Genetically Manipulated Food News

2 July 1997

Table of Contents

Testing Food for GE Manipulation
Gene Crops are Hot EU/US Trade Issue
GE Products Require Approval in the EU
Transgenetic Fish
Bolivian Farmers complain
EU: Patenting of Genes under Question

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Testing Food for Genetic Manipulation

Genetic ID, which is the company in the USA that tests foods to see if they are genetically engineered has a new website, which describes how foods are tested etc.

This fabulous website is:

Gene Crops Emerge as a hot EU/US Trade Issue

June 20, 1997

London, Reuters [WS] via Individual Inc. : Genetically modified farm products emerged as a leading sticking point between the United States and Europe on trade when grain nations met in London on Thursday. U.S. Agriculture Secretary Dan Glickman said that what he described as "phoney science" was "the greatest threat to free trade."

His comments in a speech at the meeting of the International Grains Council were an indirect attack on countries that restrict the sale of genetically-modified on the basis of consumer concern, without what the U.S. considers adequate scientific backing.

European Union Requires Approval of GE Modified Products

The Associated Press 20 Jun 1997

BRUSSELS, Belgium (AP) - Responding to public concern about food safety, the European Union on Wednesday approved a measure requiring companies to label genetically modified food.

The move is certain to spark complaints from the United States. U.S. Trade Representative Charlene Barshefsky earlier in the week told EU officials that Washington would view labeling as a possible violation of world trade rules. ...

The rules will require companies seeking EU approval of gene-modified products to identify them as such on ``a label or an accompanying document." EU officials said all 15 member nations must put the labeling law into effect by July 31.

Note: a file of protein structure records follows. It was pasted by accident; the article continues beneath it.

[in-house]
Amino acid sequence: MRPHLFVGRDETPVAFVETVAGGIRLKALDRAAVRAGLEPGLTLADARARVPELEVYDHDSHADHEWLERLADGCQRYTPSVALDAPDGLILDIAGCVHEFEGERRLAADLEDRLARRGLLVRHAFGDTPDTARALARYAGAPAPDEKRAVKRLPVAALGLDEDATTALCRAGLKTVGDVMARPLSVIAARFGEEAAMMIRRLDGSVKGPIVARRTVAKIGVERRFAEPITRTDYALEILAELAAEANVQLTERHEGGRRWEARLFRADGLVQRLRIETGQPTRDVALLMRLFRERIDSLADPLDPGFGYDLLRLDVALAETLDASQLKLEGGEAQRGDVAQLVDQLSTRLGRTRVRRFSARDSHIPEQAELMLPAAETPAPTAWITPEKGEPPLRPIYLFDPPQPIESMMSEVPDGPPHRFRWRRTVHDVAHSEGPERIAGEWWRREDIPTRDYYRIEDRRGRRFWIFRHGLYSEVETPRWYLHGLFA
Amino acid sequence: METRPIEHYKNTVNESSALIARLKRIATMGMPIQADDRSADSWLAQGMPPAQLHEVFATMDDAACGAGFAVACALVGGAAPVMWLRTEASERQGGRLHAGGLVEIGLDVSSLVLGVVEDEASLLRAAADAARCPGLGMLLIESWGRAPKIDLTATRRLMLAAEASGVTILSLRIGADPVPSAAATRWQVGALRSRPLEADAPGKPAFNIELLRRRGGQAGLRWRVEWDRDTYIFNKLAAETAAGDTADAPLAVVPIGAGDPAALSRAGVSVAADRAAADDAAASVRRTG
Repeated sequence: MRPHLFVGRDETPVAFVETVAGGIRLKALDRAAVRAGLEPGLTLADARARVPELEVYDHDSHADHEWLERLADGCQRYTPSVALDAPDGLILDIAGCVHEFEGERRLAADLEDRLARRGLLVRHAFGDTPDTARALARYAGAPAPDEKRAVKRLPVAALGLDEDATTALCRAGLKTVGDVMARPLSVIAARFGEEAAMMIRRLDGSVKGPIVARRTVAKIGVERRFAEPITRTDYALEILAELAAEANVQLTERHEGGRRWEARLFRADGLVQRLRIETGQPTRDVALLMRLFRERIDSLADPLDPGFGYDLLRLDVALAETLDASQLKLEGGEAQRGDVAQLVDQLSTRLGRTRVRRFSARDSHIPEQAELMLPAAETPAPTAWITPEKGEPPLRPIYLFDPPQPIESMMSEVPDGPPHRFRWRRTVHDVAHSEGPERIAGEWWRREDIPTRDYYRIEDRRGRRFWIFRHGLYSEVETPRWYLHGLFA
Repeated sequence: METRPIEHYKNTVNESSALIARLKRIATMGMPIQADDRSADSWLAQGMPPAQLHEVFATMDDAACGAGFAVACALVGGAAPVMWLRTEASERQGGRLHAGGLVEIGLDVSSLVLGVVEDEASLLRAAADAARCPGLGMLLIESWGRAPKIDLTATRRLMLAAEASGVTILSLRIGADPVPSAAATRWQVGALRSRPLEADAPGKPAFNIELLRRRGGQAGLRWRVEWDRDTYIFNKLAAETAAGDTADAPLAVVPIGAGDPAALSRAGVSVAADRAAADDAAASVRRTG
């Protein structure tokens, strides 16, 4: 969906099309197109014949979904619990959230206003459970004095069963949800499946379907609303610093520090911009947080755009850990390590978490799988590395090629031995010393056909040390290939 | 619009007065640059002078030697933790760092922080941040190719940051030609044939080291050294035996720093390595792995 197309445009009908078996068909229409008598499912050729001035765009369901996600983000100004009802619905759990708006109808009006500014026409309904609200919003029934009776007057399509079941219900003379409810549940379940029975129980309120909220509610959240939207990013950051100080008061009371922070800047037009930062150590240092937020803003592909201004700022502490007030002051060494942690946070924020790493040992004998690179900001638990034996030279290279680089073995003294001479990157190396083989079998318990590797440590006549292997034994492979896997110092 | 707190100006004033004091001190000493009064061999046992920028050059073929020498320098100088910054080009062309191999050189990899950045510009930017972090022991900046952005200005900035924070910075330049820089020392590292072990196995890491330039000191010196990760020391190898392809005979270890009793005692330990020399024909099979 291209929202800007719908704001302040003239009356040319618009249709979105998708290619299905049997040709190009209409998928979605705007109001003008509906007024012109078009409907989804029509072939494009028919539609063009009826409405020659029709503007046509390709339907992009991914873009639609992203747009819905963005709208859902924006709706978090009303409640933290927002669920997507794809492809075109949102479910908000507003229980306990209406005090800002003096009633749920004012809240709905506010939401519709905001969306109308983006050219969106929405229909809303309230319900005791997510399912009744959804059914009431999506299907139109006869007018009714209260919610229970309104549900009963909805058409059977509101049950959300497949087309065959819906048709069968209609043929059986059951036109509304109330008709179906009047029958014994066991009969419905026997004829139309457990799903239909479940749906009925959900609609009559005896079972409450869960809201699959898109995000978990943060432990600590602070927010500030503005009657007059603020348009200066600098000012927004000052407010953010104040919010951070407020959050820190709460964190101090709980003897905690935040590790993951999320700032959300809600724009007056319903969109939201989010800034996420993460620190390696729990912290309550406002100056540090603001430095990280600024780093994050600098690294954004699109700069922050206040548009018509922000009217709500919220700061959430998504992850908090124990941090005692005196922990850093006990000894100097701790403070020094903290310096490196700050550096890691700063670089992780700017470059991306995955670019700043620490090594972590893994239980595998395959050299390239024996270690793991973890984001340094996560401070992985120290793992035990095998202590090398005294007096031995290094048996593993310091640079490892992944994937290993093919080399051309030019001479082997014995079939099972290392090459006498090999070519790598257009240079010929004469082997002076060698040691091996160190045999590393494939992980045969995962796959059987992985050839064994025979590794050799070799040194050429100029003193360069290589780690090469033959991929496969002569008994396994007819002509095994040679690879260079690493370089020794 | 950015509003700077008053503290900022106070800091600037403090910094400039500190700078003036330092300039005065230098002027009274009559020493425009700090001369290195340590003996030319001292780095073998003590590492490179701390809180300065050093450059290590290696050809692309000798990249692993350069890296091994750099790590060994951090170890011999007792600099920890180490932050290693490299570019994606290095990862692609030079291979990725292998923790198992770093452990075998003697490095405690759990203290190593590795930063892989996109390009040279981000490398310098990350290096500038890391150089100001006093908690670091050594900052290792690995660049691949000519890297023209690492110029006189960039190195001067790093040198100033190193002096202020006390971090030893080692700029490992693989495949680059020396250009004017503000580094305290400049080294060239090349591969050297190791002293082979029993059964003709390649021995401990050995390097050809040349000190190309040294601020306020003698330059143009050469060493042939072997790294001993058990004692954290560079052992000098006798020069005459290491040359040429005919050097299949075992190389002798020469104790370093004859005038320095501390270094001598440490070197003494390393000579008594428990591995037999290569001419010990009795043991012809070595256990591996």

European farm, environmental and consumer groups have called for the labels, arguing the grain has not been adequately tested for safety.

Austria and Luxembourg have banned the import of genetically modified grain, saying the herbicides and antibiotic-resistant chemicals used in its production could cause adverse reactions in some individuals.

Transgenesis Touted as Solution to Fish Shortages

Intellectual Property & Biodiversity News - Vol. 6, Number 7 May 28,1997

Trangenic fish are being developed by several organizations to stock aquaculture farms. These fish are created with specific traits such as enhanced growth rates, increased product efficiency, disease resistance and expanded ecological ranges. To achieve these desired traits, the fish eggs are injected or fused with the DNA of other species. One of the genes experimented with, is the human growth hormone gene. This gene has been inserted into the common carp, crucian carp and loach, resulting in a dramatic increase in the growth of these fish.

Another trait that is being experimented with, is the insertion of a coldwater tolerance gene from a fish, such as the ocean pout, into the Atlantic salmon. By doing this, the researchers expect to extend the range of the salmon to the coastal regions in northern Canada. The researchers working on these transgenic fish freely admit that an accidental release into the natural environment is a possibility, and that the methods of minimizing the damage from such an occurrence need to be addressed.

Choy L. Hew and Garth Fletcher, "Transgenic Fish for Aquaculture," CHEMISTRY & INDUSTRY, April 21, 1997.


Bolivian Farmers Demand Researchers Drop Patent on Andean Food Crop


Bolivia's National Association of Quinoa Producers (ANAPQUI) is asking two professors at Colorado State University to abandon their controversial patent on one of the country's most important food crops - quinoa (Chenopodium quinoa) - a crop that feeds millions throughout the Andes, including many Aymara and Quechua Indigenous People.

"Our intellectual integrity has been violated by this patent," said Luis Oscar Mamami, ANAPQUI's President. "Quinoa has been developed by Andean farmers for millenia, it was not 'invented' by researchers in North America," said Mamani.

Subject: patenting of genes under question

European Parliament Signals Go-ahead For Corporate Control of Life?